VC&G Anthology Interview: Charles Simonyi and Richard Brodie, creators of Microsoft Word (2008)

November 7th, 2015 by Benj Edwards

Charles Simonyi, Left, Richard Brodie, Right, in early 1980sIn October 2008, I created a slideshow to celebrate the 25th anniversary of Microsoft Word for PCWorld.com. It included slides on the history of the software and some oddities as well — remember Clippy?

While researching the slideshow, I contacted Charles Simonyi and Richard Brodie — two early Microsoft employees who worked together to create the first versions of Microsoft Word. While working at Xerox PARC in the 1970s, Simonyi and a colleague named Butler Lampson created Bravo, the world's first WYSIWYG word processor. After that, Microsoft hired Simonyi largely based on that experience.

VC&G Anthology BadgeConducting original interviews for a web slideshow was very unusual in 2008 — heck, it's unusual today. But sometimes you need to go to the source to get some facts straight, and that's what I was doing, as you'll see below.

To create this short composite interview, I took two separate email interviews and combined them into one document for easy readability. While it is edited to appear like a conversation, neither man was aware of the other's answers.

10 DAYS OF VINTAGE: Day 6

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This interview was conducted via email in October 2008.

Creating Word

Microsoft Word LogoBenj Edwards: Explain, if you could, the genesis of the Word project at Microsoft. Did you personally initiate the Word development process, or was it a directive from one of your bosses?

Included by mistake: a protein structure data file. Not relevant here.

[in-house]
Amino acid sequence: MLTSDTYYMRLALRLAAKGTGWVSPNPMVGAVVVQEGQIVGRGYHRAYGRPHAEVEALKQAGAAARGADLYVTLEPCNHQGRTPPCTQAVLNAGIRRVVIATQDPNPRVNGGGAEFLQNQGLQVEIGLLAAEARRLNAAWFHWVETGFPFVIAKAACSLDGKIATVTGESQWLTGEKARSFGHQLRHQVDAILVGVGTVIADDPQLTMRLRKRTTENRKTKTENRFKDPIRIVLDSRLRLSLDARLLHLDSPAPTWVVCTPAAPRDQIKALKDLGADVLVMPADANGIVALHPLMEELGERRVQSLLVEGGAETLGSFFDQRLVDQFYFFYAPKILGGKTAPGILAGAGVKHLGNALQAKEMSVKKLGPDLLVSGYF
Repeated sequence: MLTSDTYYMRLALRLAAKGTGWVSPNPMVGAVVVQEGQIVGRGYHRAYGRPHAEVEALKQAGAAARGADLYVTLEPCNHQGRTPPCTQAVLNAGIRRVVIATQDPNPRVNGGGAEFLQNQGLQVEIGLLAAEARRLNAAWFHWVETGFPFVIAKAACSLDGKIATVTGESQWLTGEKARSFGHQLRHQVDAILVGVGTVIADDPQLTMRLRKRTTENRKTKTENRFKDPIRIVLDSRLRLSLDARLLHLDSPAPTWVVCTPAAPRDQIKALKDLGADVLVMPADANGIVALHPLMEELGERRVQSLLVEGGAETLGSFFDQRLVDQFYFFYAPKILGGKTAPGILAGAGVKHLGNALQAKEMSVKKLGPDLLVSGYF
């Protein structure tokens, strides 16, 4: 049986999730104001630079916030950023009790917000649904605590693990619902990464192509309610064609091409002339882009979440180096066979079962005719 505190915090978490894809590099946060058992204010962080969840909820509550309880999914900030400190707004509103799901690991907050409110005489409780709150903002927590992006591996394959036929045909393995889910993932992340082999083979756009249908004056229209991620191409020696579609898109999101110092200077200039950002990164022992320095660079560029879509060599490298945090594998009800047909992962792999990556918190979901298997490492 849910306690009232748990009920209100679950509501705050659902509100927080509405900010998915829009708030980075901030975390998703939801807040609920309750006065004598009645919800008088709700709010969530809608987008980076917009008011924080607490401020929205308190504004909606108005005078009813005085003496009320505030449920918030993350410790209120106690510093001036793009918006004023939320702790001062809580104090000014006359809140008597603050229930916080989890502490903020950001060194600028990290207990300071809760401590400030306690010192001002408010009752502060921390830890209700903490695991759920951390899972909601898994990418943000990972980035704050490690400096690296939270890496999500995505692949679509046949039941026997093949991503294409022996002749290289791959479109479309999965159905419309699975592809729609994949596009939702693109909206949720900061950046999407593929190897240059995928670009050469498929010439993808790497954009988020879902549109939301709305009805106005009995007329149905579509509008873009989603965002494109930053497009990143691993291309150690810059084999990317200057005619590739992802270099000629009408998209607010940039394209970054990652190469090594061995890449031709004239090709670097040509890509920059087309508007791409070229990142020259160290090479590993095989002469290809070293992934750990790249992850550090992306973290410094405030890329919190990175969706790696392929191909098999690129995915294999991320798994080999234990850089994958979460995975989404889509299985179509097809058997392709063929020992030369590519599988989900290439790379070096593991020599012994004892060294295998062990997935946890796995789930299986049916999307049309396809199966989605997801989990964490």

Richard Brodie: My understanding is Charles Simonyi was hired to produce a suite of office applications.

Charles Simonyi: Bill Gates, Paul Allen, and I decided from day one of my joining Microsoft that we would do a word processor, a spreadsheet, and a database.

BE: Richard, how did you personally get involved in the Word development process?

RB: I started working as a summer intern at Xerox under Charles, which led to my taking two years off school. When Xerox canceled Charles's project, he went to Microsoft and hired me.

Bravo Word Processor on the Xerox AltoBE: How did your work on Bravo and Gypsy [Two early pioneering word processors created at Xerox PARC — Ed.] influence the development of Word?

CS: It was excellent practice – a kind of checklist of what to look out for.

RB: I didn't work on Gypsy. I came in toward the end of the Bravo X project, which was a WYSIWYG text editor philosophically very much like Word, although of course we wrote Word from scratch.